That's Soooo Cincinnati

Observatory on a Star Trek

Ryan Greis



They've been 'scoping things out here for the better part of a century and a half. We're talking the Cincinnati Observatory Center, located in aptly named Mount Lookout, which boasts a number of record titles: It's one of the hemisphere's oldest operating observatories, it's labeled "the birthplace of American astronomy" and it's the home to the roots of the National Weather Service.

In these days of Doppler-gangers and pseudo-scientific TV weathermen, we forget the task of weather prediction once lay in the hands of astronomers — people who actually knew a thing or two about planetary forces.

"It's the nation's first professional observatory, founded in 1842 by Ormsby MacKnight Mitchel," says board member John Ventre, adding that Fort Mitchel (later Fort Mitchell) was named after the astronomer.

The observatory houses the nation's oldest professional telescopes still in public use — a Merz & Mahler purchased in Germany in 1842 and an Alvan Clark & Sons purchased in America in 1904.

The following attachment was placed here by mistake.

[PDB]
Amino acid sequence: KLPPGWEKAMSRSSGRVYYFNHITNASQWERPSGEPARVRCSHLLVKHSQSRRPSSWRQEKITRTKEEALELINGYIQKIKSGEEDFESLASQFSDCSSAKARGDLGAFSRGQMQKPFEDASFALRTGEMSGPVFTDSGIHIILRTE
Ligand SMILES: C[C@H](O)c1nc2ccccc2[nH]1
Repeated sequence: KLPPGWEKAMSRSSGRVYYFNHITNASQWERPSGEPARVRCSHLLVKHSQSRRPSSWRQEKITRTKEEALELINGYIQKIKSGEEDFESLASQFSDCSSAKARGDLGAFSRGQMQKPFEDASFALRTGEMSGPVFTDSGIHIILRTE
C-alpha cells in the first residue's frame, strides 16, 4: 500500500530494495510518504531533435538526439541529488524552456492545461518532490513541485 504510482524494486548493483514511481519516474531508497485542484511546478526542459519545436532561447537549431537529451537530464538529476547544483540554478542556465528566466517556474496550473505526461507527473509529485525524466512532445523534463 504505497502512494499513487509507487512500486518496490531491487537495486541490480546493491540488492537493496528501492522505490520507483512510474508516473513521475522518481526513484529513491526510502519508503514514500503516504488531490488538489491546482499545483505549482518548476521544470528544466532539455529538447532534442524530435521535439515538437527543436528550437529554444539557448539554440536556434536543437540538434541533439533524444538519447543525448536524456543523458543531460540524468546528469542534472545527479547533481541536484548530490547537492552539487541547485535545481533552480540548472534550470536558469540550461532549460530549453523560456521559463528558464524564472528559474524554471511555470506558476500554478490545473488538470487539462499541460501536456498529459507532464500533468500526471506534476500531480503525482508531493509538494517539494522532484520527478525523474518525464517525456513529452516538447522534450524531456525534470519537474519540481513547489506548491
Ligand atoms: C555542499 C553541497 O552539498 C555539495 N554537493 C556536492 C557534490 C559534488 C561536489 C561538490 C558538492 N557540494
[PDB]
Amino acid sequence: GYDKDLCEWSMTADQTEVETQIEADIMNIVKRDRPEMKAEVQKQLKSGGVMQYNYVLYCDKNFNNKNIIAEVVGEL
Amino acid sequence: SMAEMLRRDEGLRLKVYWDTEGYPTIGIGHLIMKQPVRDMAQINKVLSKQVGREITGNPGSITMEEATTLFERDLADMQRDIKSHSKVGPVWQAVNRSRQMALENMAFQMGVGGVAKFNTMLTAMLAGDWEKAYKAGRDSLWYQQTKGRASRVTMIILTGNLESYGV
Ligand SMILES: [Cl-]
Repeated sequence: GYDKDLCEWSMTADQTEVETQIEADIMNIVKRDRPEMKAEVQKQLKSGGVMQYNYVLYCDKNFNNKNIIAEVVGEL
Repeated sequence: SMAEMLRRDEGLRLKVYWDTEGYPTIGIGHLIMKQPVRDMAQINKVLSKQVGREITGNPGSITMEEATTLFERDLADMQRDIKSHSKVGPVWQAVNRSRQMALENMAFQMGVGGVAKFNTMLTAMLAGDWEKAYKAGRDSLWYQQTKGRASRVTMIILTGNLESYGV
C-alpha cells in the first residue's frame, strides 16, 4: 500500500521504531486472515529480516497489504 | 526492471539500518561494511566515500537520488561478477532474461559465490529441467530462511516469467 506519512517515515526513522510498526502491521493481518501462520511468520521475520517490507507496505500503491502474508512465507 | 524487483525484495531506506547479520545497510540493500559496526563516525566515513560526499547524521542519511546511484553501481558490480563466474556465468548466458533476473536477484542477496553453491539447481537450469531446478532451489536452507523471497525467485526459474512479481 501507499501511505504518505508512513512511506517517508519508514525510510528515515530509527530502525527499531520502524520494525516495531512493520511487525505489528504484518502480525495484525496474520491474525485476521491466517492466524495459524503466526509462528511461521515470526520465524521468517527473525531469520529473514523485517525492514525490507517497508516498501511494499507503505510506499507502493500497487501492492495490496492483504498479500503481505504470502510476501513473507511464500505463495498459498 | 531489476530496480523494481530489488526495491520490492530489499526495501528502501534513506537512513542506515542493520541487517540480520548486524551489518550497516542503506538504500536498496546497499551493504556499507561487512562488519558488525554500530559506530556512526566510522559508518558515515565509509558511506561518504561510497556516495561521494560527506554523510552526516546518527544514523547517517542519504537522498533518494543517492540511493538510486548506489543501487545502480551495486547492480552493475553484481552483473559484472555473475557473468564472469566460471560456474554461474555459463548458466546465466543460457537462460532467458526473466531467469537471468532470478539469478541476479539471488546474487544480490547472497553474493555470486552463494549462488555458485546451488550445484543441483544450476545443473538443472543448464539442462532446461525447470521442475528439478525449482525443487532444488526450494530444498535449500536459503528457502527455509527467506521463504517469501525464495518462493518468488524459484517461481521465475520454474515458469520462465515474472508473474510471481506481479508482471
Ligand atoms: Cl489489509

Among the observatory firsts: the discovery of the Mountains of Mitchel on Mars, the publication of the nation's first astronomical journal Sidereal Messenger, the introduction of Standard Time in America, the first daily announcement of weather bulletins, the development of technology to track German submarines during World War II and the production of orbital calculations used by NASA to plan John Glenn's first orbit around the earth. The observatory, which housed the city's first computer back in the 1940s, was named the world's Minor Planet Center in 1947, charged with tracking comets and asteroids.

The city's reputation a century ago was as a beacon of open-minded scientific inquiry, and now we're saddled with a rep as a close-minded, backwater burg. That's soooo Cincinnati.



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